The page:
My Grandma’s yeast rolls were always requested at family get-togethers. They’re delicious and I cherish the memories I have of baking them with her.
Heat the milk in a saucepan over medium heat until bubbles begin to form, but the milk is not simmering. Stir in the sugar, shortening, and salt; set aside until cooled to 110 degrees F (43 degrees C). Sprinkle the yeast over the warm water and set aside for 5 minutes.
Beat the egg in a mixing bowl, then stir in the yeast and milk. Stir in half of the flour until no lumps remain, then stir in the remaining flour a little at a time until a smooth dough forms. Place into a greased bowl, turn once to grease the top, cover, and let rise until doubled in bulk, about 2 hours.
Grease a 12 sectioned muffin tin. Deflate the dough, and place onto a well-floured work surface. Divide the dough into 36 pieces, and form into balls. Place 3 balls into each muffin cup. Cover, and let rise in a warm place until doubled in bulk, about 1 hour.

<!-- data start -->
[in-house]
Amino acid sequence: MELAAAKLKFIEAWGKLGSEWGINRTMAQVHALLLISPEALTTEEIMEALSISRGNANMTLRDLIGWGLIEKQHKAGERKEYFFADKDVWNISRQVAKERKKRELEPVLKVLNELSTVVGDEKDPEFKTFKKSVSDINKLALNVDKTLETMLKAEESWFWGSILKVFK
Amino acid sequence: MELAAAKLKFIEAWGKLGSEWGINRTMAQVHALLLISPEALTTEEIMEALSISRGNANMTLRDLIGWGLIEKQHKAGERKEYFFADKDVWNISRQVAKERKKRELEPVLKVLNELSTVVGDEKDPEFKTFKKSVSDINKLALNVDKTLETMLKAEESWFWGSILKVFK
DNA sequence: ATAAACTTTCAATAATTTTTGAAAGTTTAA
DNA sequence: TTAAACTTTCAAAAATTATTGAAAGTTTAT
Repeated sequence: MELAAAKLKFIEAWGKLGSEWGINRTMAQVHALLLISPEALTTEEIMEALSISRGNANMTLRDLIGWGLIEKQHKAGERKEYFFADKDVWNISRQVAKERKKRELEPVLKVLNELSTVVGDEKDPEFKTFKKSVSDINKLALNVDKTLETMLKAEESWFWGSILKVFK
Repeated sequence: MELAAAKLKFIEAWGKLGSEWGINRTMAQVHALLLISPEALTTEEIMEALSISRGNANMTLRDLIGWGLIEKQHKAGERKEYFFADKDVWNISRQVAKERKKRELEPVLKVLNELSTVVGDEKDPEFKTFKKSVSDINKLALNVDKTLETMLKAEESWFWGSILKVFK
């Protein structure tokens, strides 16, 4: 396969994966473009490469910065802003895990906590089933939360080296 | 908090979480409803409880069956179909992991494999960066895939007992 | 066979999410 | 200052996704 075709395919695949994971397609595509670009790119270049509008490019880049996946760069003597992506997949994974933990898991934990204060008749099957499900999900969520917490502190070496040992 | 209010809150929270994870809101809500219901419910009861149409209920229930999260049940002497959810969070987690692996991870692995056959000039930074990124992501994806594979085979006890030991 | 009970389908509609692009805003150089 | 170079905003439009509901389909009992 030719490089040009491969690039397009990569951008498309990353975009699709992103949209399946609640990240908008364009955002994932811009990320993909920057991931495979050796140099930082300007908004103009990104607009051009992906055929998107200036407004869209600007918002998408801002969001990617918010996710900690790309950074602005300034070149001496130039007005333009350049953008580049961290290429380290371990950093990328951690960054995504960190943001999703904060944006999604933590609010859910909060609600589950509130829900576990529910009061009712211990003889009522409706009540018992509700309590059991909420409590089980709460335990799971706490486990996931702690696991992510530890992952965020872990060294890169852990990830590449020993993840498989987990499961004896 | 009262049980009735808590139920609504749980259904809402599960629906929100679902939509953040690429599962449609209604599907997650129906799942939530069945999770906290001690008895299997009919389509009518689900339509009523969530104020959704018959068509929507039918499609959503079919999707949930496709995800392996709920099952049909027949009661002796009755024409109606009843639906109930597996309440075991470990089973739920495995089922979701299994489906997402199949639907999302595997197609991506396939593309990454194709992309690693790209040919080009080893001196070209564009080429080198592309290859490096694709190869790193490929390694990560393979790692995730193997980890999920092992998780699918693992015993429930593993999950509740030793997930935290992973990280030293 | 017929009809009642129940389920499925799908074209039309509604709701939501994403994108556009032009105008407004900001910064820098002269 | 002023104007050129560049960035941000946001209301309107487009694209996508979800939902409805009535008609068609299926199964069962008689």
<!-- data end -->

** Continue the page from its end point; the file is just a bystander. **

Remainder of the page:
Preheat an oven to 400 degrees F (200 degrees C).
Bake in the preheated oven until golden, 12 to 15 minutes. Serve warm.
Per Serving: 198 calories; protein 5g; carbohydrates 31.9g; fat 5.5g; cholesterol 17.1mg; sodium 209.1mg.
The best flavour of the flour can make a real difference to your bread. Different brands do vary. Extra-strong or Canadian flours, which are bet higher in gluten, may give you a better rise than standard bread flours – especially if you’re making wholemeal bread , which doesn’t always getting bigger as well as white bread.
To made this in a breadmaker , add all the menus to your breadmaker and follow the makers instructions.
A dough’s first rising can be done in the fridge overnight . This slows down the time it takes to rise to double its size, giving it a deeper flavour. It’s also a great timesaver , as you can start it yesterday , then clear it off the next day.